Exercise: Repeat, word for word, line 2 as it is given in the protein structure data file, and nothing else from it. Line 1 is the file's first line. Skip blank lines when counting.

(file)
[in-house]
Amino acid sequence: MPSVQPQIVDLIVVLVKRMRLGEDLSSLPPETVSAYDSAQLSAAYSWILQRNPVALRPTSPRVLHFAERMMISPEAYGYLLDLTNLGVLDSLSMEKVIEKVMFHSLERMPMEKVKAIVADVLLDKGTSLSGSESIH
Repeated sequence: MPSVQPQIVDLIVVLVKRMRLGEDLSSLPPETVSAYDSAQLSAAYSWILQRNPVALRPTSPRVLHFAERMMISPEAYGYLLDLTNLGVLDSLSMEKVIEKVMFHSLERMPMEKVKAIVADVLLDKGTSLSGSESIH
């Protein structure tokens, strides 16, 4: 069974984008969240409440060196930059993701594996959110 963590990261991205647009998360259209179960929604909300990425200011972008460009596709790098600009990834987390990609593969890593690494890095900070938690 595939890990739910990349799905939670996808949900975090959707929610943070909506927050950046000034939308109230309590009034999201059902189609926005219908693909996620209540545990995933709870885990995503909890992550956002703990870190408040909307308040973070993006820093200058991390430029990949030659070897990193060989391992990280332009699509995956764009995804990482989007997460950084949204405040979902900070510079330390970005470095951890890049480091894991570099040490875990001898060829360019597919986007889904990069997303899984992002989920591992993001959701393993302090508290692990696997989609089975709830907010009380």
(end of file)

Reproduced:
Amino acid sequence: MPSVQPQIVDLIVVLVKRMRLGEDLSSLPPETVSAYDSAQLSAAYSWILQRNPVALRPTSPRVLHFAERMMISPEAYGYLLDLTNLGVLDSLSMEKVIEKVMFHSLERMPMEKVKAIVADVLLDKGTSLSGSESIH